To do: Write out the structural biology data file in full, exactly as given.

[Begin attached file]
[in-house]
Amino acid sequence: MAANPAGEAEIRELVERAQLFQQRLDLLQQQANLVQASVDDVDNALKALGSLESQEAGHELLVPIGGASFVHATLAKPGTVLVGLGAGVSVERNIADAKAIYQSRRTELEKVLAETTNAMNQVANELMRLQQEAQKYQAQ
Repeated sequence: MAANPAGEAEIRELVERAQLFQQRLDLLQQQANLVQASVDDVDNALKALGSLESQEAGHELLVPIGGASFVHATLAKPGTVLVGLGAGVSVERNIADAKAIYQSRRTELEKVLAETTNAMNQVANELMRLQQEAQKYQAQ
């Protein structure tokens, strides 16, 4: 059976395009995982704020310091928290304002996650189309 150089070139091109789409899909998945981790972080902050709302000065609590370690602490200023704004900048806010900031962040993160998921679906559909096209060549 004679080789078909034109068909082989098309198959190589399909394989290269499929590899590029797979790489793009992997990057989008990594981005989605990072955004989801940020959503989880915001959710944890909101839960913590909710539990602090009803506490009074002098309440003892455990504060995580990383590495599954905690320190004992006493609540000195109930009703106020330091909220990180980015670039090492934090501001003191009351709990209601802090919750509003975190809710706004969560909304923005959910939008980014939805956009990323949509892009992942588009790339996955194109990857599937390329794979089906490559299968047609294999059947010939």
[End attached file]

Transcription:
[in-house]
Amino acid sequence: MAANPAGEAEIRELVERAQLFQQRLDLLQQQANLVQASVDDVDNALKALGSLESQEAGHELLVPIGGASFVHATLAKPGTVLVGLGAGVSVERNIADAKAIYQSRRTELEKVLAETTNAMNQVANELMRLQQEAQKYQAQ
Repeated sequence: MAANPAGEAEIRELVERAQLFQQRLDLLQQQANLVQASVDDVDNALKALGSLESQEAGHELLVPIGGASFVHATLAKPGTVLVGLGAGVSVERNIADAKAIYQSRRTELEKVLAETTNAMNQVANELMRLQQEAQKYQAQ
């Protein structure tokens, strides 16, 4: 059976395009995982704020310091928290304002996650189309 150089070139091109789409899909998945981790972080902050709302000065609590370690602490200023704004900048806010900031962040993160998921679906559909096209060549 004679080789078909034109068909082989098309198959190589399909394989290269499929590899590029797979790489793009992997990057989008990594981005989605990072955004989801940020959503989880915001959710944890909101839960913590909710539990602090009803506490009074002098309440003892455990504060995580990383590495599954905690320190004992006493609540000195109930009703106020330091909220990180980015670039090492934090501001003191009351709990209601802090919750509003975190809710706004969560909304923005959910939008980014939805956009990323949509892009992942588009790339996955194109990857599937390329794979089906490559299968047609294999059947010939």